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Logo of nihpaAbout Author manuscriptsSubmit a manuscriptHHS Public Access; Author Manuscript; Accepted for publication in peer reviewed journal;
 
Transplantation. Author manuscript; available in PMC 2010 November 11.
Published in final edited form as:
Transplantation. 1991 January; 51(1): 164–171.
PMCID: PMC2978641
NIHMSID: NIHMS247375

THE CLINICAL SIGNIFICANCE OF THE ARTERIAL KETONE BODY RATIO AS AN EARLY INDICATOR OF GRAFT VIABILITY IN HUMAN LIVER TRANSPLANTATION1,2

Abstract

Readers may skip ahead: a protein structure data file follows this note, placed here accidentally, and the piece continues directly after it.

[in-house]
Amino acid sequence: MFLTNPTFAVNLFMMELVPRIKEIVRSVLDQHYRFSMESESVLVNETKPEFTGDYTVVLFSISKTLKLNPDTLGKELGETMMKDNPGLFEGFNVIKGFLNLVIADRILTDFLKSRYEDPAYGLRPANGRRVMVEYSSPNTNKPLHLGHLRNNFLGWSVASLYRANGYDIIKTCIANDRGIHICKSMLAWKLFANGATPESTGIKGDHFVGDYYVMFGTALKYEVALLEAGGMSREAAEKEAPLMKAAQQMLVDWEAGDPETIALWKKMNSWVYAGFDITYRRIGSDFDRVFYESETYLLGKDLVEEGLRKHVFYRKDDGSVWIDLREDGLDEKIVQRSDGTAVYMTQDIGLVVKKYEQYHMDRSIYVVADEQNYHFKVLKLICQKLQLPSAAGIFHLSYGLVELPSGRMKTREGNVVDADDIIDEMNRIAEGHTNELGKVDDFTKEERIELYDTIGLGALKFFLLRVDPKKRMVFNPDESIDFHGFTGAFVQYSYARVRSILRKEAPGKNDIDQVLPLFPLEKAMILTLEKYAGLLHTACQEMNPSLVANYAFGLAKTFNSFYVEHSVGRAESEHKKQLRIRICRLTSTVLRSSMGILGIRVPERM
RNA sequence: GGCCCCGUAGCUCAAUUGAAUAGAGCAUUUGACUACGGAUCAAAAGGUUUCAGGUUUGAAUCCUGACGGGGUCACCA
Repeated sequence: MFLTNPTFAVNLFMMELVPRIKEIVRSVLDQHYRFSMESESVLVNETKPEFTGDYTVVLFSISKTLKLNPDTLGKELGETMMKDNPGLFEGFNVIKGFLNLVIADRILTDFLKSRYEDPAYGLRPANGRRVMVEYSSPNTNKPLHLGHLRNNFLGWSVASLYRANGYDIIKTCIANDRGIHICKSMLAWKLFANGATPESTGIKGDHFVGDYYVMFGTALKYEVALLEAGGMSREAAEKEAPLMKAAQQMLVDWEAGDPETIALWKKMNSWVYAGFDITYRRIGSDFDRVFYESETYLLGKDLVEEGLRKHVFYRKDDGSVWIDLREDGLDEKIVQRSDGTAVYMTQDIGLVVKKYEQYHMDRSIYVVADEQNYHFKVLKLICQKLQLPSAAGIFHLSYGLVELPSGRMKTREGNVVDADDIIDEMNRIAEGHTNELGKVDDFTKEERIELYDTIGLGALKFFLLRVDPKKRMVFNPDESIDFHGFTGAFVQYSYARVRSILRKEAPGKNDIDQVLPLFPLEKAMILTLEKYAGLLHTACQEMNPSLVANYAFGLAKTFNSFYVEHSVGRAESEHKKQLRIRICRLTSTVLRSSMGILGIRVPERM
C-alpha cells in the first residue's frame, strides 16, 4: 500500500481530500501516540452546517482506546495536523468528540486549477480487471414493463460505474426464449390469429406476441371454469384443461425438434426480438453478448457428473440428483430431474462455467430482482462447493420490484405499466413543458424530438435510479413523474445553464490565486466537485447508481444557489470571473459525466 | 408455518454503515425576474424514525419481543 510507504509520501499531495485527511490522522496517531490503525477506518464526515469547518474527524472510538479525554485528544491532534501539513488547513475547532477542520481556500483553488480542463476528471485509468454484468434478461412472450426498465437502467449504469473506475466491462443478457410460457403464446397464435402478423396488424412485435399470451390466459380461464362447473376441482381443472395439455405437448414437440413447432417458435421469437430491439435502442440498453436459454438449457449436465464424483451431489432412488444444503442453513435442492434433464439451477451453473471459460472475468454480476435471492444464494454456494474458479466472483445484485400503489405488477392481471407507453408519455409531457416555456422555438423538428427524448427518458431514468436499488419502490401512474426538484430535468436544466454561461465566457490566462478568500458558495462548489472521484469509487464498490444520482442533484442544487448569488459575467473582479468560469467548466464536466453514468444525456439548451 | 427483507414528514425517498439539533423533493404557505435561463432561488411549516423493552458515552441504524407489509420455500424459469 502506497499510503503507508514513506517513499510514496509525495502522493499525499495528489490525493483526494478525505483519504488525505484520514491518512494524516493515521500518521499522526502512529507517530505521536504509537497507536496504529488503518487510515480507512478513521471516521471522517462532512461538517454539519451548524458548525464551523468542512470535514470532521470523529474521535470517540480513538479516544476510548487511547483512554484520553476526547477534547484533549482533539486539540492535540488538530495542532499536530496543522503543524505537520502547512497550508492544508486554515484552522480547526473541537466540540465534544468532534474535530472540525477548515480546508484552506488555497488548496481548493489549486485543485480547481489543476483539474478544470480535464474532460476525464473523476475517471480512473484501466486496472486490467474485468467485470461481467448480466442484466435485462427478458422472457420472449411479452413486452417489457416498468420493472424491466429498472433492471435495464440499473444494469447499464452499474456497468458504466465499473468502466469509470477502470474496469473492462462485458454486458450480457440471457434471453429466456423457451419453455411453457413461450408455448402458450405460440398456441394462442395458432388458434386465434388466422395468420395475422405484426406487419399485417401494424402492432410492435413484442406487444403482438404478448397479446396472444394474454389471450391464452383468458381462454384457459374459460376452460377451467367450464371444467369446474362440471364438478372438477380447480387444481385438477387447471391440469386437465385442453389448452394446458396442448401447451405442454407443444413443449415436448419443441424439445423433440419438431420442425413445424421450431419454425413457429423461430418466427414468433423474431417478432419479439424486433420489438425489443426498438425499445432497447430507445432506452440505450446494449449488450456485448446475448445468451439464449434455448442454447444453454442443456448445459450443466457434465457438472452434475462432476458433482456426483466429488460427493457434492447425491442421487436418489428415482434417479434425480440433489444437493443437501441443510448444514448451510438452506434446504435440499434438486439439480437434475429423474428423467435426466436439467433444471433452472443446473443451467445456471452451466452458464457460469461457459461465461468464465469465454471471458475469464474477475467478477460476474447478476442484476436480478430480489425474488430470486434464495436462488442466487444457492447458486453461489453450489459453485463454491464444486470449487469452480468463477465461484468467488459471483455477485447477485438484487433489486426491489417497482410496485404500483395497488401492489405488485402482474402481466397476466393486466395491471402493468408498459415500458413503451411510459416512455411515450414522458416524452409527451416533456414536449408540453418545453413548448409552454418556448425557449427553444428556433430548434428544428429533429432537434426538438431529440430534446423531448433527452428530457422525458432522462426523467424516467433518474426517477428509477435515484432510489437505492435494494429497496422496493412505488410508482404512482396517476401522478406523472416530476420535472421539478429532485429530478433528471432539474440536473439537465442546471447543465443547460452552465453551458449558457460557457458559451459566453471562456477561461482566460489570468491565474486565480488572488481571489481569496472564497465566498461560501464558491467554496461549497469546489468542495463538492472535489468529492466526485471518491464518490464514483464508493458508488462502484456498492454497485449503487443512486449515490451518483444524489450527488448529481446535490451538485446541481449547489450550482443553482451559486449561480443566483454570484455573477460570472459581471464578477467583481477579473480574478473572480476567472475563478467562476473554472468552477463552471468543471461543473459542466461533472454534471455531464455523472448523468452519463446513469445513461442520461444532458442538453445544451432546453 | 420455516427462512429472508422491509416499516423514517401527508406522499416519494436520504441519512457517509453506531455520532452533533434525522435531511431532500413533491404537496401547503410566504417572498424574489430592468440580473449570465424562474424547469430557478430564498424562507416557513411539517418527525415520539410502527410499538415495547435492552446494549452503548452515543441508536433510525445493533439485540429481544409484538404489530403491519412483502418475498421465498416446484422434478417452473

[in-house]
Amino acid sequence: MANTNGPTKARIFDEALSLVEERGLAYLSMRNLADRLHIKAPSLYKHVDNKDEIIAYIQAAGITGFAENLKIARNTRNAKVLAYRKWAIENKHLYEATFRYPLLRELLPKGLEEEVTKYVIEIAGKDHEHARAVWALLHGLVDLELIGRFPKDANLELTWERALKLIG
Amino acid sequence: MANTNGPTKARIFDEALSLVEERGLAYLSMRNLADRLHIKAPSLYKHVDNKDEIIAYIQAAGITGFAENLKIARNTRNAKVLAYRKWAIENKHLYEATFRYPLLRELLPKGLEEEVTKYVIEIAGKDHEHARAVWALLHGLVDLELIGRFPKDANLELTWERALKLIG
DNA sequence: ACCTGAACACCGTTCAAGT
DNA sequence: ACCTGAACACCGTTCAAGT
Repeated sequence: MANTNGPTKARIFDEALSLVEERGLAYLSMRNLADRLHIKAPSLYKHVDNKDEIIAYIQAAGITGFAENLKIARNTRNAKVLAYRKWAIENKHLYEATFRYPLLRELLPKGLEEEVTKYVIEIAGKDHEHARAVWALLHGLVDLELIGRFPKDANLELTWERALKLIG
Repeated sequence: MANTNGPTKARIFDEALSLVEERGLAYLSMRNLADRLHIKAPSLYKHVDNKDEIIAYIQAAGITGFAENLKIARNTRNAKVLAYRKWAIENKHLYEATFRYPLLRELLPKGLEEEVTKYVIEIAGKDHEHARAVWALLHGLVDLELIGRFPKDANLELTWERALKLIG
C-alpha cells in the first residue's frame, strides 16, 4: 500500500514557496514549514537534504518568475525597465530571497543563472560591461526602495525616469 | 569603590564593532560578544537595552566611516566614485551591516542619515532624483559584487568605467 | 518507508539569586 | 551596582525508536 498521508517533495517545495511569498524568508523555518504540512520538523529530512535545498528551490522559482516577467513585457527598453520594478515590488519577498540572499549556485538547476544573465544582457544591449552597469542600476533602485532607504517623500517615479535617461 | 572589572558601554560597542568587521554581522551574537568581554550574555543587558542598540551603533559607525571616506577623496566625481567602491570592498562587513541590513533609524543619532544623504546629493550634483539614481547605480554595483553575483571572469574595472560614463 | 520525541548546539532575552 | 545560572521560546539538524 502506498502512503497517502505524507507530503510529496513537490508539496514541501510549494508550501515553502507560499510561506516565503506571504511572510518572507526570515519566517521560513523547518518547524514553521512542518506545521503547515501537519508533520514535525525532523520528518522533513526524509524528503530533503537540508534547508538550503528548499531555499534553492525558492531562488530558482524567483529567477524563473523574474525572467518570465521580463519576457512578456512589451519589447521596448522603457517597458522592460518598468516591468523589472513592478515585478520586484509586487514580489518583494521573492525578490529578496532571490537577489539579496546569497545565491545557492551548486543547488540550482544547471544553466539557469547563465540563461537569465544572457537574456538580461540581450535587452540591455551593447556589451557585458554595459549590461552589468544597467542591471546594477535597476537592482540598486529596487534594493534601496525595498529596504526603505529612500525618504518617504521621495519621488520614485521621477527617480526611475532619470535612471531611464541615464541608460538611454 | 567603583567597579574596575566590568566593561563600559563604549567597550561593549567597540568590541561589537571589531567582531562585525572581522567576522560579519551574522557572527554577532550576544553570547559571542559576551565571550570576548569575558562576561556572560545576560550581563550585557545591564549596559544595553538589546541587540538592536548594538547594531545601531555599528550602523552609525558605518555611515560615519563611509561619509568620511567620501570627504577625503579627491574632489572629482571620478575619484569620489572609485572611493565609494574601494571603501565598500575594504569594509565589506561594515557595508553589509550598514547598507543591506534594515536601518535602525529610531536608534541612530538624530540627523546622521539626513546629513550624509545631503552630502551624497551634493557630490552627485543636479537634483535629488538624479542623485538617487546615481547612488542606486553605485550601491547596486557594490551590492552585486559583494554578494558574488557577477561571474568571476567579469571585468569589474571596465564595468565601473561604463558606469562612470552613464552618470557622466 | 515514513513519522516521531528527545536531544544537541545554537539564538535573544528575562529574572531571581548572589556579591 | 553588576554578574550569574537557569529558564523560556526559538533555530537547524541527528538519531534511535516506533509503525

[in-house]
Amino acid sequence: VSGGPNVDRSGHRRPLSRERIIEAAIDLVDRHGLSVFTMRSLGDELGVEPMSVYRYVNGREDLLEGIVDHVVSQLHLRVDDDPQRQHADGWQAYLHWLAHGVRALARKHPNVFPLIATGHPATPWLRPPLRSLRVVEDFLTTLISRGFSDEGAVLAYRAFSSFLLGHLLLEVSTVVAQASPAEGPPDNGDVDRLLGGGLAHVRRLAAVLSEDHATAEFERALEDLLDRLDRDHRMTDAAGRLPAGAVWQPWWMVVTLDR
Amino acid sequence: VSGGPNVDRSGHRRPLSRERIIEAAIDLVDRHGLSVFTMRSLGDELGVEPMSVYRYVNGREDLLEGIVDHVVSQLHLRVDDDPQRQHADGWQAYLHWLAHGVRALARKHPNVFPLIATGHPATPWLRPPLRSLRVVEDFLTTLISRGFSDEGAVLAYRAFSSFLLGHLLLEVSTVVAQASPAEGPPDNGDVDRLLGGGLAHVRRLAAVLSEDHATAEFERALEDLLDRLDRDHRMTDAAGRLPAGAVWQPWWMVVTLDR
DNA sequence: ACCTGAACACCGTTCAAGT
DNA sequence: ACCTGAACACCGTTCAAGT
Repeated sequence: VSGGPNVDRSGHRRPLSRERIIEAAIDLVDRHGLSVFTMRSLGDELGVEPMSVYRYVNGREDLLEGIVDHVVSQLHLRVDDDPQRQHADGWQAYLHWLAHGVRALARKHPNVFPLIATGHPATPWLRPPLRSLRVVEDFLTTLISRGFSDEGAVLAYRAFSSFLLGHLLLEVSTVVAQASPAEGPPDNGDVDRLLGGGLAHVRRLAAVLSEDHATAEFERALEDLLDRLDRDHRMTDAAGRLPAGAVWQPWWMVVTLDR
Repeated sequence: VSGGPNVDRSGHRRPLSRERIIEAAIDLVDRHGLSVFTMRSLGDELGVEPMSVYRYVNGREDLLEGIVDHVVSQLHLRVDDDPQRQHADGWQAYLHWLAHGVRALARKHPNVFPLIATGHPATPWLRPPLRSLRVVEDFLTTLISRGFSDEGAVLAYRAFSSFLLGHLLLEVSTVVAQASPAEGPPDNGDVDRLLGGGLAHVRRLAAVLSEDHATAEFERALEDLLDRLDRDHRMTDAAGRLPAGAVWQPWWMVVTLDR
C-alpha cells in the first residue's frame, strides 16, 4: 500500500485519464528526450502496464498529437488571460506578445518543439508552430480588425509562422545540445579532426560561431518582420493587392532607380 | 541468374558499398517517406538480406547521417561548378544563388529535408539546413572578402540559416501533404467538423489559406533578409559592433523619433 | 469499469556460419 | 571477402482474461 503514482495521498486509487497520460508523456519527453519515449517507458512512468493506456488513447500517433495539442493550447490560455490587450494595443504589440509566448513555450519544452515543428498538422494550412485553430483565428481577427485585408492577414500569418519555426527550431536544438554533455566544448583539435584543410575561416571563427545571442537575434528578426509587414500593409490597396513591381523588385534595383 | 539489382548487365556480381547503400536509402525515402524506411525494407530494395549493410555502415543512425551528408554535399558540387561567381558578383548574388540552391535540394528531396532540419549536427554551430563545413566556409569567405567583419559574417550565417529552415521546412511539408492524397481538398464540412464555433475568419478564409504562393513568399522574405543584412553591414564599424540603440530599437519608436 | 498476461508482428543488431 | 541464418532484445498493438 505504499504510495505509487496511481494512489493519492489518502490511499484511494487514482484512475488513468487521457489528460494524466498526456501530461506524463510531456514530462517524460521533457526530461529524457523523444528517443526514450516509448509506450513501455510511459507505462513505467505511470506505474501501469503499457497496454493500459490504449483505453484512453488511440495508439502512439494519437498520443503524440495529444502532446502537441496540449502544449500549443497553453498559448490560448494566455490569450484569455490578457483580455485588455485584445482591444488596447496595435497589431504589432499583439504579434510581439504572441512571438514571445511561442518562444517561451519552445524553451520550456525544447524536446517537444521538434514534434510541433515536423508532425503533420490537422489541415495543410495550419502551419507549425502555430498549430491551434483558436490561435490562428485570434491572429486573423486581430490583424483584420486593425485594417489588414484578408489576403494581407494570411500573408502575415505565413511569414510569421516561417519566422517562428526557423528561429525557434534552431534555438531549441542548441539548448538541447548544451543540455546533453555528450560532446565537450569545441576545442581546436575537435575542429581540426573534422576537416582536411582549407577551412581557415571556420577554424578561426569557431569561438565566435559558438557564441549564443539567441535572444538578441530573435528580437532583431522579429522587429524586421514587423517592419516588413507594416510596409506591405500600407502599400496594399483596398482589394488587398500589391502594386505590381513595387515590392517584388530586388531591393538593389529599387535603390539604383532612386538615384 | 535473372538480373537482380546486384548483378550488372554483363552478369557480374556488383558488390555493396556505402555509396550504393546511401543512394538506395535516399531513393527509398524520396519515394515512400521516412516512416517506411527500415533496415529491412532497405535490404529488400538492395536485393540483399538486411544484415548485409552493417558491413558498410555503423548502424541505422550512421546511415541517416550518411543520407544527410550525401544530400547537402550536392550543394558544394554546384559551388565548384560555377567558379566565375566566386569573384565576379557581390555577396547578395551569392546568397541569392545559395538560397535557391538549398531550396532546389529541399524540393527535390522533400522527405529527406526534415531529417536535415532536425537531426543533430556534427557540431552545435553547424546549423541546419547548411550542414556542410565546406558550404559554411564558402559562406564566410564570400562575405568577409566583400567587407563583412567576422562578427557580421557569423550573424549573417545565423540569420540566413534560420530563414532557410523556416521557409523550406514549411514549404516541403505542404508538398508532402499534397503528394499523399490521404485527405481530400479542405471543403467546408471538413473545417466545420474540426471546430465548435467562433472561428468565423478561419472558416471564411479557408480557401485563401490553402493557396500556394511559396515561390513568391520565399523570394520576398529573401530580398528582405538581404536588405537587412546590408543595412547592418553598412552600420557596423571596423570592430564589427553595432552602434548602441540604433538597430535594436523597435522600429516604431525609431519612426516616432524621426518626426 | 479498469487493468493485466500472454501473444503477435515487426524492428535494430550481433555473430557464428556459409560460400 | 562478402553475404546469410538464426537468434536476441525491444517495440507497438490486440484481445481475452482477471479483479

Arterial ketone body ratio (AKBR) was measured sequentially in 84 liver transplantations (OLTx). These transplantation procedures were classified into 3 groups with respect to graft survival and patient condition at the end of the first month (Group A, the grafts survived longer than 1 month with satisfactory patient condition; Group B, the grafts survived longer than 1 month but the patients were ICU-bound; Group C, the grafts were lost and the patients died or underwent re-OLTx). In Group A, the AKBR was elevated to above 1.0 by the second postoperative day. In Group B, the AKBR was elevated to above 0.7 but stayed below 1.0 during this period. In Group C, the AKBR remained below 0.7 longer than 2 days after operation. Although conventional liver function tests showed significant increases in Groups B and C as compared with Group A, they were less specific in predicting ultimate graft survival.